What Causes Benign Prostatic Hyperplasia
The cause of benign prostatic hyperplasia is not well understood however, it occurs mainly in older men. Benign prostatic hyperplasia does not develop in men whose testicles were removed before puberty. For this reason, some researchers believe factors related to aging and the testicles may cause benign prostatic hyperplasia.
Throughout their lives, men produce testosterone, a male hormone, and small amounts of estrogen, a female hormone. As men age, the amount of active testosterone in their blood decreases, which leaves a higher proportion of estrogen. Scientific studies have suggested that benign prostatic hyperplasia may occur because the higher proportion of estrogen within the prostate increases the activity of substances that promote prostate cell growth.
Another theory focuses on dihydrotestosterone , a male hormone that plays a role in prostate development and growth. Some research has indicated that even with a drop in blood testosterone levels, older men continue to produce and accumulate high levels of DHT in the prostate. This accumulation of DHT may encourage prostate cells to continue to grow. Scientists have noted that men who do not produce DHT do not develop benign prostatic hyperplasia.
Medical Treatment Of Bph
Medical treatment is suitable for patients with moderate to severe symptoms of BPH. If you have urinary retention or complications of BPH, such as bladder stones or damage to the kidneys, doctors may suggest surgical options.
Medical management of BPH involves 1-blockers and/or 5-reductase inhibitors.
- 1-blockers, such as doxazosin, tamsulosin and alfuzosin:
- Produce a rapid and sustainable improvement in lower urinary tract symptoms and urine flow – but only in around 60% of patients.
- Do not stop BPH neither do they prevent the eventual need for surgery.
- Symptoms usually improve within 2-3 weeks and these drugs can be used as a long-term option.
- Main side-effects, which affect 10-15% of patients, include tiredness, headaches and dizziness.
Pathophysiology & Clinical Presentation
Benign Prostatic Hyperplasia is a common disorder characterized by the enlargement of the prostate gland over a prolonged period of time. Benign hyperplasia of the prostate develops in men around the age of 40-45 and slowly progresses until death .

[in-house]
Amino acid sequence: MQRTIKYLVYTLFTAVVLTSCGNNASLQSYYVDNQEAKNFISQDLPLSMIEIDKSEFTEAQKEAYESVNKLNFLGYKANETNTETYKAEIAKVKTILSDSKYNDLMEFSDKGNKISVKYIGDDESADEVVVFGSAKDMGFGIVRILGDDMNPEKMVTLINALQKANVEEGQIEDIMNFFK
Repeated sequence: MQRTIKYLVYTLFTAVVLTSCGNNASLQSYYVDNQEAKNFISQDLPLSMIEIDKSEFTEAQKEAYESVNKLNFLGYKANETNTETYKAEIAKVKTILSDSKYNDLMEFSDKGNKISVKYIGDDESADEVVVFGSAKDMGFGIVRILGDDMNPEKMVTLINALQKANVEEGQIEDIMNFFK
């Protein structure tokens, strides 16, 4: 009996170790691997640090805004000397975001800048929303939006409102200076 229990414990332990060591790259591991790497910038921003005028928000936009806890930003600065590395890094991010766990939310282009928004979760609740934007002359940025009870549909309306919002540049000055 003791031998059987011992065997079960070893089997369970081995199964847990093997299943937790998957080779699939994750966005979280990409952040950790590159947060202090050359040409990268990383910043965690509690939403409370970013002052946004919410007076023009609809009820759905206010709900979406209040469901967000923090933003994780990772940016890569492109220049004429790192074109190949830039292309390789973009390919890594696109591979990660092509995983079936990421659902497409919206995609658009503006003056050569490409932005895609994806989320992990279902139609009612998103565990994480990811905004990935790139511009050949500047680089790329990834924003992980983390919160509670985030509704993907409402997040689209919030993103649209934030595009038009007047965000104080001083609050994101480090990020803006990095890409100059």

The actual pathophysiology of BPH and how it develops is complex and focuses on the following:
1. Levels and ratios of endocrine factors such as :
2. Alterations in the balance of autocrine/paracrine growth-stimulatory and growth inhibitory factors such as :
- Insulin-like growth factors
- IGF binding proteins
- Transforming growth factor-beta
Aging along with circulating androgens, have potential to disrupt the balance of growth factor signaling pathways and stromal/epithelial interactions creating a growth-promoting and tissue remodeling microenvironment. This process can contribute to prostatic enlargement and the development of BPH .
Testosterone is the primary circulating androgen in men. Testosterone has the potential to be metabolized through CYP19/aromatase into the potent estrogen, estradiaol-17. The prostate is an estrogen target tissue and estrogens can affect the growth and differentiation of the prostate. Estrogens along with selective estrogen receptor modulators have been shown to impact prostate proliferation demonstrating a potential role in the development of BPH .
These interactions and changes that occur can lead to an increase in prostate volume by:
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When Is Bph Treatment Necessary